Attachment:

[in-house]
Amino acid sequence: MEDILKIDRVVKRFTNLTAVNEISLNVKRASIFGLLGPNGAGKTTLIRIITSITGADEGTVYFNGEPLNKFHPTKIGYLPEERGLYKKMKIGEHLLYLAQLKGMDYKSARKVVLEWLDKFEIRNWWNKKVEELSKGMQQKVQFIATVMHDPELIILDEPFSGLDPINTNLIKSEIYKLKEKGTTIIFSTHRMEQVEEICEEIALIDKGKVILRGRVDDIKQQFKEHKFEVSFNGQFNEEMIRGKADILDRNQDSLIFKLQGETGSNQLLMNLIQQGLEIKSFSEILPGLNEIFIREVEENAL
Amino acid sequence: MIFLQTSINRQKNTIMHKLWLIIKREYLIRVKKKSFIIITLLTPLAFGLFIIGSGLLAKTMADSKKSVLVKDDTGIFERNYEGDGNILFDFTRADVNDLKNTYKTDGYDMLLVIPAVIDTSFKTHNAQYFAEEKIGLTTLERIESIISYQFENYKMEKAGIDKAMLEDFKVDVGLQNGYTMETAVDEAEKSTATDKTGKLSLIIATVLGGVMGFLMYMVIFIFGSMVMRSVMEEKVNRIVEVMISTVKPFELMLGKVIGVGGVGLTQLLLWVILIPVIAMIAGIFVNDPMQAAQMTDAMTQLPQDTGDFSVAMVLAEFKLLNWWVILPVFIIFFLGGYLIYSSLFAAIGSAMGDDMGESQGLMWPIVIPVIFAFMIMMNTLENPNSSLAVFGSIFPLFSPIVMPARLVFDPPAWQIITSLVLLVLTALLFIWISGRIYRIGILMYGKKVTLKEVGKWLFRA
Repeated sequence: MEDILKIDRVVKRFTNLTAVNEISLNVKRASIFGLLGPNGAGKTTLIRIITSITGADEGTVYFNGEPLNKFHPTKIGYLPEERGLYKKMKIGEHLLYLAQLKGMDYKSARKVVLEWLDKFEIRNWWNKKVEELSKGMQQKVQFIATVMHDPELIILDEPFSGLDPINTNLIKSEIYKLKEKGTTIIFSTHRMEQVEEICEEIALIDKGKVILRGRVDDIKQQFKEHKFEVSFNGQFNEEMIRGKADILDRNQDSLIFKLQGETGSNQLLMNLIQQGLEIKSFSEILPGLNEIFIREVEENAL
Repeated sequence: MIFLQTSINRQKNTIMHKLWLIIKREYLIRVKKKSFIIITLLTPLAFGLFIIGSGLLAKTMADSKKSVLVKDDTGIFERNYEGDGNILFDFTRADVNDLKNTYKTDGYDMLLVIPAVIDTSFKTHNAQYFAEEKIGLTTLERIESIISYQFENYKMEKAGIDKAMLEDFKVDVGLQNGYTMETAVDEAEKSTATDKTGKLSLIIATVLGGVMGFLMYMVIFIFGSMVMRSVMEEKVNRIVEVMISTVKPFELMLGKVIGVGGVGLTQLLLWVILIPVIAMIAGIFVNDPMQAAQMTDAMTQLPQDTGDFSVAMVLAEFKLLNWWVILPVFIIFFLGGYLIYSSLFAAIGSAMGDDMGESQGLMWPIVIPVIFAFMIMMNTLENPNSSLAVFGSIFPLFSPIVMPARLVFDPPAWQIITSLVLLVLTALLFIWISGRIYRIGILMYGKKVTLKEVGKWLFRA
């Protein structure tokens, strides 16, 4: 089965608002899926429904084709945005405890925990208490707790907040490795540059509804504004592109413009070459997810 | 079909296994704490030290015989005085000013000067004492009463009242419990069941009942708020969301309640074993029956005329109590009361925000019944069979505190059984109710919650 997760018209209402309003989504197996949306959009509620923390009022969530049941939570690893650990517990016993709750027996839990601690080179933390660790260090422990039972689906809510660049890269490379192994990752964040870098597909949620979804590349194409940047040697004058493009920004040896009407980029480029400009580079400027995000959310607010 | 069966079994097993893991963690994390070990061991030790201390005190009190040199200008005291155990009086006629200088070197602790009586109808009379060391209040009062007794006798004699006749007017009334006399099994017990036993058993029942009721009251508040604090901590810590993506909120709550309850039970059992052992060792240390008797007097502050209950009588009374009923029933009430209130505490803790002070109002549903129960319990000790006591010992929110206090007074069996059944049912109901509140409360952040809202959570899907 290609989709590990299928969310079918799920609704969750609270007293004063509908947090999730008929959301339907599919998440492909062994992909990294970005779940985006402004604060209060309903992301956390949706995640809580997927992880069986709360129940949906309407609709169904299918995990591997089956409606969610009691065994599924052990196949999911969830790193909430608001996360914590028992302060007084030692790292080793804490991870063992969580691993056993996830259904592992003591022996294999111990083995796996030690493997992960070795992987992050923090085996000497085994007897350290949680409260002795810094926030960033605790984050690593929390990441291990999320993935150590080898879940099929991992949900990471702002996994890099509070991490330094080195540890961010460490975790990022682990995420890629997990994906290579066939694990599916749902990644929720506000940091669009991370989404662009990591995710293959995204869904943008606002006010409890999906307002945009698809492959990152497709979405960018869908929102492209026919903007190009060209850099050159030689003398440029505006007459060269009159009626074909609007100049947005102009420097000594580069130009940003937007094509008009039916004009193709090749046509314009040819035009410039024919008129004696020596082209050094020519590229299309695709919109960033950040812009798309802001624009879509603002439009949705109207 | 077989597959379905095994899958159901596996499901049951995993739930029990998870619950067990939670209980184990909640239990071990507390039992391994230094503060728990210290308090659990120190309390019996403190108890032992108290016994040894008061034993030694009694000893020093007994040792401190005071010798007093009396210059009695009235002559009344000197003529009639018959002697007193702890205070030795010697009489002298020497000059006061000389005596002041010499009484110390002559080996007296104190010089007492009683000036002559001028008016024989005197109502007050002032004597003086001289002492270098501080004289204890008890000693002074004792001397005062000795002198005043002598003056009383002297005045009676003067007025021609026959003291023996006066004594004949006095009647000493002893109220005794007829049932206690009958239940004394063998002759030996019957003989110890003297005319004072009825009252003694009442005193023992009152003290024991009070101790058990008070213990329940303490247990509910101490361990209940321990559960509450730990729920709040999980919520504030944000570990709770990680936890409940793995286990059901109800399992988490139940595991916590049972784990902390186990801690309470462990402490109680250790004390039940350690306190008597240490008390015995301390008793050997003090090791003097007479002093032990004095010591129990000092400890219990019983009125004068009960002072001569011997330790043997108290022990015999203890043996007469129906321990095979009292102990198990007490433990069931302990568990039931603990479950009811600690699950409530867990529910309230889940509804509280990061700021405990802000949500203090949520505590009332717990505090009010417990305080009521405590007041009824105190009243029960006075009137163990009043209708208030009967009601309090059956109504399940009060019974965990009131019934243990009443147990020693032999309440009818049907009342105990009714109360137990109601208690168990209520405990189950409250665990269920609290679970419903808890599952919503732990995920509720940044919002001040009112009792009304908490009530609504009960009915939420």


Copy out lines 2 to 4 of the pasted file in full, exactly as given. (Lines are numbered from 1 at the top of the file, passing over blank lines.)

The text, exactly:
Amino acid sequence: MEDILKIDRVVKRFTNLTAVNEISLNVKRASIFGLLGPNGAGKTTLIRIITSITGADEGTVYFNGEPLNKFHPTKIGYLPEERGLYKKMKIGEHLLYLAQLKGMDYKSARKVVLEWLDKFEIRNWWNKKVEELSKGMQQKVQFIATVMHDPELIILDEPFSGLDPINTNLIKSEIYKLKEKGTTIIFSTHRMEQVEEICEEIALIDKGKVILRGRVDDIKQQFKEHKFEVSFNGQFNEEMIRGKADILDRNQDSLIFKLQGETGSNQLLMNLIQQGLEIKSFSEILPGLNEIFIREVEENAL
Amino acid sequence: MIFLQTSINRQKNTIMHKLWLIIKREYLIRVKKKSFIIITLLTPLAFGLFIIGSGLLAKTMADSKKSVLVKDDTGIFERNYEGDGNILFDFTRADVNDLKNTYKTDGYDMLLVIPAVIDTSFKTHNAQYFAEEKIGLTTLERIESIISYQFENYKMEKAGIDKAMLEDFKVDVGLQNGYTMETAVDEAEKSTATDKTGKLSLIIATVLGGVMGFLMYMVIFIFGSMVMRSVMEEKVNRIVEVMISTVKPFELMLGKVIGVGGVGLTQLLLWVILIPVIAMIAGIFVNDPMQAAQMTDAMTQLPQDTGDFSVAMVLAEFKLLNWWVILPVFIIFFLGGYLIYSSLFAAIGSAMGDDMGESQGLMWPIVIPVIFAFMIMMNTLENPNSSLAVFGSIFPLFSPIVMPARLVFDPPAWQIITSLVLLVLTALLFIWISGRIYRIGILMYGKKVTLKEVGKWLFRA
Repeated sequence: MEDILKIDRVVKRFTNLTAVNEISLNVKRASIFGLLGPNGAGKTTLIRIITSITGADEGTVYFNGEPLNKFHPTKIGYLPEERGLYKKMKIGEHLLYLAQLKGMDYKSARKVVLEWLDKFEIRNWWNKKVEELSKGMQQKVQFIATVMHDPELIILDEPFSGLDPINTNLIKSEIYKLKEKGTTIIFSTHRMEQVEEICEEIALIDKGKVILRGRVDDIKQQFKEHKFEVSFNGQFNEEMIRGKADILDRNQDSLIFKLQGETGSNQLLMNLIQQGLEIKSFSEILPGLNEIFIREVEENAL